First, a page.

Photo Credit: Matt Barnes
What happens when you let multi-Platinum/Gold award-winning producer, composer, and guitarist Jesse Cook’s Spanish guitar off-leash with Algerian multi-instrumentalist Fethi Nadjem and some 808 trap beats? You get Cook’s newly-announced album, Libre — coming December 3rd.
His 11th studio offering, the release receives its first preview with title-track single, “Libre” — available now.
“I wrote and recorded Libre during the pandemic when, like most people, I was longing for freedom,” Cook shares of the new project. “My music was my escape from the four walls that surrounded me, and the storm that was swirling outside.”
The inspiration came from a long summer-day drive with his 14-year old, Cook reveals. “My daughter entertained me with her favourite playlists, much of which were trap and 808-inspired. I loved them too, and a question was planted in my mind: ‘what would my music sound like mixed with those sounds?’”
He wasn’t short on material to draw from; it’s been more than 25 years since the internationally-lauded virtuoso first stepped onto the scene with his now-iconic release, Tempest. In the time since, he’s come to hold ten Gold and Platinum studio albums with a combined sales of 2+ Million copies, five concert DVDs and live discs, five PBS specials, and multiple awards — a JUNO win, 11 nominations, three Canadian Smooth Jazz Awards, a Gemini, and an Acoustic Guitar Magazine Player’s Choice Silver Award.
The digital convergence of the past several years has also resulted in Cook’s music streamed in rather impressive numbers across a series of platforms; by September 2021, his Spotify stats had surpassed 55+ Million, and plays on Pandora soaring beyond the 300+ Million milestone. YouTube’s universally visual appeal has also grown steadily for Cook’s connection with audiences, with his channel accumulating upwards of 25+ Million views since 2010.
It was this ready-set relationship online with his legions of fans worldwide that inspired Cook through the unexpected over the course of the past 18 months. With gear cases locked and loaded, about to set off on a national 25-date tour marking Tempest’s monumental anniversary just as COVID-19 shuttered stages, and beyond, Cook made use of the time since through a series of creative experiments — including re-visiting hits like “Wednesday Night at Etric’s, “Tempest,” and more — unveiling them in relative real-time across his social profiles.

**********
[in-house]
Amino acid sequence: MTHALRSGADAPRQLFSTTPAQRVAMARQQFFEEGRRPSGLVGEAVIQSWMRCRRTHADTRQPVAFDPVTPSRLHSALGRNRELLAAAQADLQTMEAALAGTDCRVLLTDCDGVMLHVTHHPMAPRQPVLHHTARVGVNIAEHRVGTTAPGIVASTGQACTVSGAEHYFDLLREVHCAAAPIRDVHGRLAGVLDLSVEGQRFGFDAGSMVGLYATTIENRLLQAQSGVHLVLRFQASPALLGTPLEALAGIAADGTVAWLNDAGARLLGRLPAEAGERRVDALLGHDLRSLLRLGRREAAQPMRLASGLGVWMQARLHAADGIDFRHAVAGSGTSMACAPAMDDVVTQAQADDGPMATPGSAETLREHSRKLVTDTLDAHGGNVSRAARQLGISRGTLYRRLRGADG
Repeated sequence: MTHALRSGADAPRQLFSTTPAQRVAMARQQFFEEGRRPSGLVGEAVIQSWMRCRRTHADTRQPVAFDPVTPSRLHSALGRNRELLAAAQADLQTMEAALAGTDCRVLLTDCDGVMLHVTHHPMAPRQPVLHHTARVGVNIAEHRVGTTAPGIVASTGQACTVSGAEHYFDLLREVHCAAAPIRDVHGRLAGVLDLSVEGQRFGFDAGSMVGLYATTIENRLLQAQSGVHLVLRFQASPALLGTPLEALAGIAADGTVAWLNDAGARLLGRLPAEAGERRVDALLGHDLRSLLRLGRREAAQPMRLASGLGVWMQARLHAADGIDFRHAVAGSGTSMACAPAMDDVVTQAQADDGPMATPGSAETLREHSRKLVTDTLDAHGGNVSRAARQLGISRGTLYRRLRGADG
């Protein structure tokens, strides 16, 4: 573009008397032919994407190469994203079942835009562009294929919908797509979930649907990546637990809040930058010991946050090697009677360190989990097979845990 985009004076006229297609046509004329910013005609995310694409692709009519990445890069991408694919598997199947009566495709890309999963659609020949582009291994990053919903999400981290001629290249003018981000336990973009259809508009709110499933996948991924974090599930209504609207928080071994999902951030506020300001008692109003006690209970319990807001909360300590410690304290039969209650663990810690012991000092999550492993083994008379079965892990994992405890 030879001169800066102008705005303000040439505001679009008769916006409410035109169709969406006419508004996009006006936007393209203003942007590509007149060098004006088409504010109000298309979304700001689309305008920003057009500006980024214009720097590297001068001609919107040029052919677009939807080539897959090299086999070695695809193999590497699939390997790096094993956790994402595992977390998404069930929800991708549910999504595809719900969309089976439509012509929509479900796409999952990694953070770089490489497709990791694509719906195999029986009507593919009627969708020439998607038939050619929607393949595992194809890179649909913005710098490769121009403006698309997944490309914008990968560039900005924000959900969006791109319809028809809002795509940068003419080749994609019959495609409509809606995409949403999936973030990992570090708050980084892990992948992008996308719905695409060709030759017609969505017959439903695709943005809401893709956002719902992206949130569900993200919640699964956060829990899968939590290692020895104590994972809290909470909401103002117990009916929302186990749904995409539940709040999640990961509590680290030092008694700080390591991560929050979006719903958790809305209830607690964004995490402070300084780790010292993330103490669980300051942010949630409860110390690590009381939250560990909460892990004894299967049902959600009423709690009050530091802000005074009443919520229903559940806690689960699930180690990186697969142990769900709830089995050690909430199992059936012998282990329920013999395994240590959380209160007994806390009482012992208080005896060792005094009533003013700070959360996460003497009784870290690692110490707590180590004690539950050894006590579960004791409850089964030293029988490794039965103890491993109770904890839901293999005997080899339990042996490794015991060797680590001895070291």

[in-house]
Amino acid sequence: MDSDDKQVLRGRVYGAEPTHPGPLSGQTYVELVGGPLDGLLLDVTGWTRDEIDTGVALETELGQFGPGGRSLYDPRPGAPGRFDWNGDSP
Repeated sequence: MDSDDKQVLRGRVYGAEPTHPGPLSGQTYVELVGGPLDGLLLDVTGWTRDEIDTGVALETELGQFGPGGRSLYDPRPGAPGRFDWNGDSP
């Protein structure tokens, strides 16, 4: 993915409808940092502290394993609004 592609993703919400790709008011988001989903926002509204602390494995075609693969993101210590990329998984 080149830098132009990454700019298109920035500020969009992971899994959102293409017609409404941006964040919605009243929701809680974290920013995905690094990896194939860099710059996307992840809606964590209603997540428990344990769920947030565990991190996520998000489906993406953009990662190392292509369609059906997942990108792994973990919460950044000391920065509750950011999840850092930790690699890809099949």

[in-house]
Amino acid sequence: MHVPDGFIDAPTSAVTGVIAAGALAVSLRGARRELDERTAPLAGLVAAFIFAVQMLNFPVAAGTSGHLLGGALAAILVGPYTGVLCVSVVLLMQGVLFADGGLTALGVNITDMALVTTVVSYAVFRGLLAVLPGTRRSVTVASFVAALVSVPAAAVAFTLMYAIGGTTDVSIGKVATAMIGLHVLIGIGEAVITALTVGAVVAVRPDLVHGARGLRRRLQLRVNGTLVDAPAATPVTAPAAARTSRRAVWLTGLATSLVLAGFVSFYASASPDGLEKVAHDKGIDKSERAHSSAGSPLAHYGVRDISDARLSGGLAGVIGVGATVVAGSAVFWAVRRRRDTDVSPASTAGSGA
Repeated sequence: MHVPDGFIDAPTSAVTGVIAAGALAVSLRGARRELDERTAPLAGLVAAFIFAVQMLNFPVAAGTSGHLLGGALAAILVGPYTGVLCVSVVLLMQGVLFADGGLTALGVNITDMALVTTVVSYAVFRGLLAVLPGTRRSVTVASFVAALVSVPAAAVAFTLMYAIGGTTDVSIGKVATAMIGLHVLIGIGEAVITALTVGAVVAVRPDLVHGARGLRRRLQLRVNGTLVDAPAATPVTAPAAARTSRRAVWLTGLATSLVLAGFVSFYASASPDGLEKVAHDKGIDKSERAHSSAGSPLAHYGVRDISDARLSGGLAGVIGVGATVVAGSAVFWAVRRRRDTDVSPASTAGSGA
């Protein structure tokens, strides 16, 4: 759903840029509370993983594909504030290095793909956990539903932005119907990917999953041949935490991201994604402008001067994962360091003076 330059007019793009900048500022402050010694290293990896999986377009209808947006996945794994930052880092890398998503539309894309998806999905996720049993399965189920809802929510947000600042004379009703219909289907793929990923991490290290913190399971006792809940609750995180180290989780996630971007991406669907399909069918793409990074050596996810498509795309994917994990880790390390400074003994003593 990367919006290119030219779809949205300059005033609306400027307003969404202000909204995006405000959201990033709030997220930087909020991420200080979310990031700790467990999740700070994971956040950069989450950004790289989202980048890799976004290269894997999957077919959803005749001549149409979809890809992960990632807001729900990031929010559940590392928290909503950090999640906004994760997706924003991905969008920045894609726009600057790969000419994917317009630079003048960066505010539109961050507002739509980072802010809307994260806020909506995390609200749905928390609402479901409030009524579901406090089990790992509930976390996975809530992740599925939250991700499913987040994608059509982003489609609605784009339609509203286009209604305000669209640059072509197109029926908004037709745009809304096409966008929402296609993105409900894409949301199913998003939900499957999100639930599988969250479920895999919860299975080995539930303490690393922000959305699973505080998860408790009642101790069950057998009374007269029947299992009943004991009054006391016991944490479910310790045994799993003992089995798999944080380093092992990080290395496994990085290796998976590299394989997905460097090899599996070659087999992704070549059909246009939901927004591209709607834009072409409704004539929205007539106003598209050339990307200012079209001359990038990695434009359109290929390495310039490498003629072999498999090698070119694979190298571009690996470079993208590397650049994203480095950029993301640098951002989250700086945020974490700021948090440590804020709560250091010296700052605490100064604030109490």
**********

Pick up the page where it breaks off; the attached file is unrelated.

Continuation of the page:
At 10 tracks, which will see re-treatments on the likes of “One World One Voice,” “Jaleo,” “Hey!” and more, the release of Libre continues this string of Cook revisiting his distinct repertoire down newly explored sonic streets.
But while it may sound like a new style for both long-time fans and those newly gathered across Cook’s thousands of concerts and millions of livestream views the world-over, reconnecting with an 808 sound takes Cooks all the way back to his beginnings.
“I was in Grade 10 when the Roland TR808 drum machine was first released,” Cook says. “I remember pooling my money together with friends in order to rent one for our mad basement recording sessions. We were spellbound; all of its drum sounds were made by an on-board analogue synthesizer, which gave it this other-worldly quality.
“Of course, I had no idea that, all these years later, the 808 would come to define so many forms of music — from hip hop, to rap, pop, reggaeton, and trap… And now, I get to incorporate it into my own.
“For many of my fans, it may seem like a huge departure for me to record an album dominated by 808 beats but, to me, it feels like I’m coming full circle… Kinda like when wide leg jeans came around again; it’s a bit like coming home.”